The Communication Milestones That Come Before Speech

Today we’re going to talk about what we call language precursors–the important communication milestones that your child needs to reach before they begin to use words.

If your child is in speech therapy, depending on their age and abilities, they may not yet be working on verbal communication. And that’s OK! People often think about speech therapy as something that teaches children to talk. But there are many communication skills that need to be learned before your child says their first words. Let me explain.

The first 18 months of a child’s life are some of the most formative in terms of speech and language acquisition. This is a time when the brain is rapidly developing and maturing. It’s like a sponge, absorbing all the language around it. 

While every child develops on their own timeline, the stages of early language development are near universal among humans. A baby’s cries soon turn into cooing and babbling, and their first words follow shortly after. These foundational language skills are essential. They support the more complex communication that allows children to clearly express their thoughts, feelings, and ideas as they get older. So if a child is missing milestones for those foundational skills, we need to focus on them before moving on to using words.

Let’s talk more about what these language precursors include. There are 4 main areas of speech and language development that begin to occur in infancy. Remember, these early communication skills lay the foundation for your child learning to talk.

First is response and attention. Babies begin to respond to light, sounds, and touch in their first few days of life. As they get older, they begin to respond to people. These back and forth exchanges–whether it’s eye contact, a smile, or responding to their name–are some of the first signs of communication! You should also see your baby begin to develop joint attention skills, where they learn to focus on the same thing as another person. Next come early interaction skills. These include vocalizations like coos and babbles. Early interaction also includes your baby learning to gesture and point, as well as to imitate your actions or sounds. An example would be when you change your tone of voice and your baby imitates you. And as your little one begins to learn to play with others, that’s strengthening their interaction skills as well. Then comes receptive language. This refers to the words that a child is able to understand. Babies and toddlers first have to learn what words mean before they can use them appropriately. You may notice signs of growing receptive language when you tell your baby it’s time to “eat,” and they quiet down. Or you say “bye-bye,” and they become sad or upset. Being able to follow directions is another sign of receptive language skills–for example, if you tell your child “Come here” and they do. Finally, we have expressive language. This is your child’s output of communication. Expressive language can be nonverbal, like using a facial expression, or verbal, such as using words.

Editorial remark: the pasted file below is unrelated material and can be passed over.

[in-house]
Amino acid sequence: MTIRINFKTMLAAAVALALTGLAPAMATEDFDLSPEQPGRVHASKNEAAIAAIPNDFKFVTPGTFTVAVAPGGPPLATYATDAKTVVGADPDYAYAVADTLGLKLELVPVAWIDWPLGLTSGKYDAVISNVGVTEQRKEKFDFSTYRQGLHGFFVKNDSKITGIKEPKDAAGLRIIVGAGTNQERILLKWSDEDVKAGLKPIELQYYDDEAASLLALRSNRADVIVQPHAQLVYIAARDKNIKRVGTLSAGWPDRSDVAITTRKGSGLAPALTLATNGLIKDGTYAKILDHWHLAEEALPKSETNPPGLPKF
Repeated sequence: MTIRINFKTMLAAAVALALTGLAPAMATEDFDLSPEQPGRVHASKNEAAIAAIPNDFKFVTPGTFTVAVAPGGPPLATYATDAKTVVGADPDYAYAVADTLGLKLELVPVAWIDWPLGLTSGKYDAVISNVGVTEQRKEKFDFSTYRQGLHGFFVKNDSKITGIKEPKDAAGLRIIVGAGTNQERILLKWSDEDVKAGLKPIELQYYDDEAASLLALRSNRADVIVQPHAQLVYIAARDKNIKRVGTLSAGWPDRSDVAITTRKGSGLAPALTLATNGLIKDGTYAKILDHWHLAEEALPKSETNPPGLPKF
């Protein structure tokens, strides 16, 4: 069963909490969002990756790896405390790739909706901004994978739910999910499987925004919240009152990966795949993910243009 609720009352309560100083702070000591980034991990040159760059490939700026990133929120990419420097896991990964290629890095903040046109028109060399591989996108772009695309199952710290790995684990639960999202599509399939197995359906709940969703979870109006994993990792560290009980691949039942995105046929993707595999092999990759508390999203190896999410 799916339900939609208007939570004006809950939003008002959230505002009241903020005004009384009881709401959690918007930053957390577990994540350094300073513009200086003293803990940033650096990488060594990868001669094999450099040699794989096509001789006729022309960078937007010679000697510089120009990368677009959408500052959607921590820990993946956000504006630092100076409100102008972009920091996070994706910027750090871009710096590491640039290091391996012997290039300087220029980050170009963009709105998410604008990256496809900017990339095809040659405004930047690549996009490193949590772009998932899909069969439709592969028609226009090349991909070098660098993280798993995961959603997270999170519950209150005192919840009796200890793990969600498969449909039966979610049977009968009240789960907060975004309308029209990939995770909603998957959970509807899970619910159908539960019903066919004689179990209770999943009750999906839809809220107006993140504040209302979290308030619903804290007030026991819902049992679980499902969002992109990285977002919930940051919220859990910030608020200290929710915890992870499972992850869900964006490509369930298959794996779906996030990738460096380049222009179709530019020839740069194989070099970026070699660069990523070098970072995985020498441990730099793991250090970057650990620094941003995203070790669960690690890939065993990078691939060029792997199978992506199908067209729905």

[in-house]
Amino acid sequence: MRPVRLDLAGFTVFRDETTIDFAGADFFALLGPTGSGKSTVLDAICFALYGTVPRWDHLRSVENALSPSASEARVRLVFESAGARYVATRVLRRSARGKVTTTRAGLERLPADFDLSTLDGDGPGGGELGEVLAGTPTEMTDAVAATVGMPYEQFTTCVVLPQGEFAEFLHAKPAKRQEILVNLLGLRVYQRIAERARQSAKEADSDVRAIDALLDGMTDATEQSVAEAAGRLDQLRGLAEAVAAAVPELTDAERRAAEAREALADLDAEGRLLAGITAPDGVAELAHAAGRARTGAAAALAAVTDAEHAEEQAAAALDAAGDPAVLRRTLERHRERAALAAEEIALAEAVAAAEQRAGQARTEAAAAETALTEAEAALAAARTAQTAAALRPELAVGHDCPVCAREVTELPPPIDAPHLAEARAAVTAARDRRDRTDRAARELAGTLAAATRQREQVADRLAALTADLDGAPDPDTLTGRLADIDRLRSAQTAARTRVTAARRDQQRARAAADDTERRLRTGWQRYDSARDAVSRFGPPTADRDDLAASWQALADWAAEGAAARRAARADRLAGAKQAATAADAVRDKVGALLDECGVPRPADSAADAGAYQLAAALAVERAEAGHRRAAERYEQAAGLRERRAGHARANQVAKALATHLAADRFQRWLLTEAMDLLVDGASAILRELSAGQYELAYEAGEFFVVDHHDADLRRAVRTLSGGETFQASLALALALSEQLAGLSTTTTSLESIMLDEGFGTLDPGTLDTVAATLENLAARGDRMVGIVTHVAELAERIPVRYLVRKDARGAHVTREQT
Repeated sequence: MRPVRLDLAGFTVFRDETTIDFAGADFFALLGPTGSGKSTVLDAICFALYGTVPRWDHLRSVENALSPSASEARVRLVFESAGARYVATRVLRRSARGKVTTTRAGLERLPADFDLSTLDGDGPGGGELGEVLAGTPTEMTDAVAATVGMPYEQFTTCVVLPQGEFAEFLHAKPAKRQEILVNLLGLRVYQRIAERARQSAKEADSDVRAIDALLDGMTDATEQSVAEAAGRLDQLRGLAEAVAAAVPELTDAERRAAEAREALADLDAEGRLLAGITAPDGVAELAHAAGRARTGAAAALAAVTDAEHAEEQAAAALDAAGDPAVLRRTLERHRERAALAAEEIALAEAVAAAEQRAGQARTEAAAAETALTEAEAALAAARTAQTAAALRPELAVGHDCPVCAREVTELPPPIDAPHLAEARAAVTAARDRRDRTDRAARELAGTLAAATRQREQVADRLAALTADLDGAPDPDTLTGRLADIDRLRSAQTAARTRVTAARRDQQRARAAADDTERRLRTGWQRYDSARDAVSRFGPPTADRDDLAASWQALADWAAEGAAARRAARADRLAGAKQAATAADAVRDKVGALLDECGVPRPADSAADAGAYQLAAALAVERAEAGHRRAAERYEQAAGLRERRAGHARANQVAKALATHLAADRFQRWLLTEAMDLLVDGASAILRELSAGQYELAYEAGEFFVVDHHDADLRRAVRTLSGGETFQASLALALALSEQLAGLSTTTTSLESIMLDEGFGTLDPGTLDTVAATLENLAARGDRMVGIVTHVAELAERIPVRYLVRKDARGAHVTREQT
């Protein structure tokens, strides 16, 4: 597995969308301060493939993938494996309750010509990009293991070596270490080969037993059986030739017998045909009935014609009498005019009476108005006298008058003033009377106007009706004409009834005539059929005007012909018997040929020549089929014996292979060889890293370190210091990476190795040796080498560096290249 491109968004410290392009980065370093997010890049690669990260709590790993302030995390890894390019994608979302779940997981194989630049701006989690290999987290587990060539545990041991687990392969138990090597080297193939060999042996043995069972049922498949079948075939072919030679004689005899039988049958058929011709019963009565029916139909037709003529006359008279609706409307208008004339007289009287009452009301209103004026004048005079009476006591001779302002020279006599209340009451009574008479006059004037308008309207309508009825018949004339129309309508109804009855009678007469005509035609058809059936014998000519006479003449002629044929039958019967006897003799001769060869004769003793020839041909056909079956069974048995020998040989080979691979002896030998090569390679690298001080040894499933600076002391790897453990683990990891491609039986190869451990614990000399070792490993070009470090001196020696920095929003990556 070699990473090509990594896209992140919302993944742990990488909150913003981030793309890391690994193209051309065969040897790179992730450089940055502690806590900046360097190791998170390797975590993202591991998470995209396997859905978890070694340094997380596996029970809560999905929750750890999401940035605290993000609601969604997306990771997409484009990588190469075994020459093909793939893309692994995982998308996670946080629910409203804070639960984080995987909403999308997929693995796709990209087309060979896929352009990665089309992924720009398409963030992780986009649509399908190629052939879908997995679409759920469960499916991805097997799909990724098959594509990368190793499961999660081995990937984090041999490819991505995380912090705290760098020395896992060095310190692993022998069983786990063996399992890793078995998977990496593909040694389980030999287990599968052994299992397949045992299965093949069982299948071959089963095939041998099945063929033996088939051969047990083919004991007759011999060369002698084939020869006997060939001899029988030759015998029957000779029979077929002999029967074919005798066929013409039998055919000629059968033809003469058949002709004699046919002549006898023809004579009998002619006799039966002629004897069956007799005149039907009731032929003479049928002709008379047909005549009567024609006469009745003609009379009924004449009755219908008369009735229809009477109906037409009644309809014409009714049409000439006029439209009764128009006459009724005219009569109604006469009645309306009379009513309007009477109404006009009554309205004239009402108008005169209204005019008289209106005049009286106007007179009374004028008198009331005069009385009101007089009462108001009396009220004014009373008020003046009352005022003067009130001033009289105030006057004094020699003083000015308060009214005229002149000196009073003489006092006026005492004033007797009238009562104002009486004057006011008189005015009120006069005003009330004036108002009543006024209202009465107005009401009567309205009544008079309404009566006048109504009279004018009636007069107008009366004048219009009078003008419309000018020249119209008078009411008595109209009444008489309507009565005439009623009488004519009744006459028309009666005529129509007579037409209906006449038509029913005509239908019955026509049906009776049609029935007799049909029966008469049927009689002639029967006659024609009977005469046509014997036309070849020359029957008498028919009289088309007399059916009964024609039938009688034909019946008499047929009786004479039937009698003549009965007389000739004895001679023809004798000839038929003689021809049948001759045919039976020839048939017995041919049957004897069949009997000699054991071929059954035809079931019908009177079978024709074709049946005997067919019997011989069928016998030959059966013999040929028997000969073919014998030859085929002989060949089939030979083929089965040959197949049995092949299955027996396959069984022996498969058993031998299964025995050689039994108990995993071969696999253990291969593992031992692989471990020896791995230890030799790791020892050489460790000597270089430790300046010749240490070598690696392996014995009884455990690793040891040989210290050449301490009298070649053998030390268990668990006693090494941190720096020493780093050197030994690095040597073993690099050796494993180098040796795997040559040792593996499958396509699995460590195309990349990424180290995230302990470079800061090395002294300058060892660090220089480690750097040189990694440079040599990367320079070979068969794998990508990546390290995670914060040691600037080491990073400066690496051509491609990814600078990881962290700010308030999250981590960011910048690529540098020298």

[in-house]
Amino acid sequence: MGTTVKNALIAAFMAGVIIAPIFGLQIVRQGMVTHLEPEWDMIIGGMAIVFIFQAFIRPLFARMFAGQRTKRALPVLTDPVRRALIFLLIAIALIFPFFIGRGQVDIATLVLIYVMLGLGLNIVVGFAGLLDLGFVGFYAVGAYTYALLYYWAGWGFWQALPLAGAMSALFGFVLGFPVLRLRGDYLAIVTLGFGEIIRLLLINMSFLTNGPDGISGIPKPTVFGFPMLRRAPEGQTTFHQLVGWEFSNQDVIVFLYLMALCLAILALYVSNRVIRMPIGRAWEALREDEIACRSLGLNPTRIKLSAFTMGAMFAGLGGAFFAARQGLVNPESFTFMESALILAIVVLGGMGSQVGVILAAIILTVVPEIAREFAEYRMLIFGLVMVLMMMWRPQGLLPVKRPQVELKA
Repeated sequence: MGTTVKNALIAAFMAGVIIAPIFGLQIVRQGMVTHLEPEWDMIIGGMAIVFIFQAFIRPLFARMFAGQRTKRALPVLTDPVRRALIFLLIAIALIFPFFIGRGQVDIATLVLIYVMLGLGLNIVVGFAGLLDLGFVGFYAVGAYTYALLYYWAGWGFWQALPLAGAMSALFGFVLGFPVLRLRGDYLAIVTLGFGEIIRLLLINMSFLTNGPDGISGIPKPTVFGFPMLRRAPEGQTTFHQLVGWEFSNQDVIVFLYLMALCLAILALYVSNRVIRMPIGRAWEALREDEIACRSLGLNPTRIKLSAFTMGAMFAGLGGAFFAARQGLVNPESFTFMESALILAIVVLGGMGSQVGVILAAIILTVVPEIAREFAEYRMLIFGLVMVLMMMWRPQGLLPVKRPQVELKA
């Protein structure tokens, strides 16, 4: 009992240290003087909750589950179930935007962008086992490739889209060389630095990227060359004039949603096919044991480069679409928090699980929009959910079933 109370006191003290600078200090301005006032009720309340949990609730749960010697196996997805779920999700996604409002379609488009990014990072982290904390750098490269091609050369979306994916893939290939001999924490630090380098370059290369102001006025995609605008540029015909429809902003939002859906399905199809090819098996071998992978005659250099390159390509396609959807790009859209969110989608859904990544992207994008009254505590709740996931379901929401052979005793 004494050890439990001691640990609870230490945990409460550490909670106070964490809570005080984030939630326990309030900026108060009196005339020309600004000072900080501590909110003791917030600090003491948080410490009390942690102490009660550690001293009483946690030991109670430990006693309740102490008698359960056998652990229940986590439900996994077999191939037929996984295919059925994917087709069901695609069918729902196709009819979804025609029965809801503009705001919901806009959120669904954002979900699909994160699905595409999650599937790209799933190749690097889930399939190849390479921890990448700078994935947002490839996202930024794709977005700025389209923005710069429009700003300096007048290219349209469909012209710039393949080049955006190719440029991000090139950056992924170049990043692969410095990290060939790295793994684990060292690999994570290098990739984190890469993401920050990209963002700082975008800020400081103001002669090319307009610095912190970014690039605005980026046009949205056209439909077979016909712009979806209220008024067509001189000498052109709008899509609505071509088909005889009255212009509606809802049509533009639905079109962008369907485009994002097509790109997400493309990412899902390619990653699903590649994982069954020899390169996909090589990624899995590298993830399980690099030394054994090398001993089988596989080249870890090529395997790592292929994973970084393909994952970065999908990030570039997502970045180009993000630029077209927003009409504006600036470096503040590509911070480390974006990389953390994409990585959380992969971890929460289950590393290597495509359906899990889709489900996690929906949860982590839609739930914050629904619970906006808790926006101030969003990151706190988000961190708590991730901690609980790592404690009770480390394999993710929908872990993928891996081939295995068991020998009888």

It’s helpful to think of speech and language development like a staircase. When climbing stairs, we don’t reach the second story with a couple big jumps. We take one step at a time until we get to the top.

The same is true for your child. They have to climb up each “step” of development before they can become a strong verbal communicator. That’s why speech therapy may be focused on communication skills that don’t involve actual talking. Your child may be  learning to gain your attention in order to get something, or they might be learning to imitate hand motions during a song. Your speech therapist is guiding your child up the staircase. And you can be a supportive and sturdy hand helping them climb the steps.

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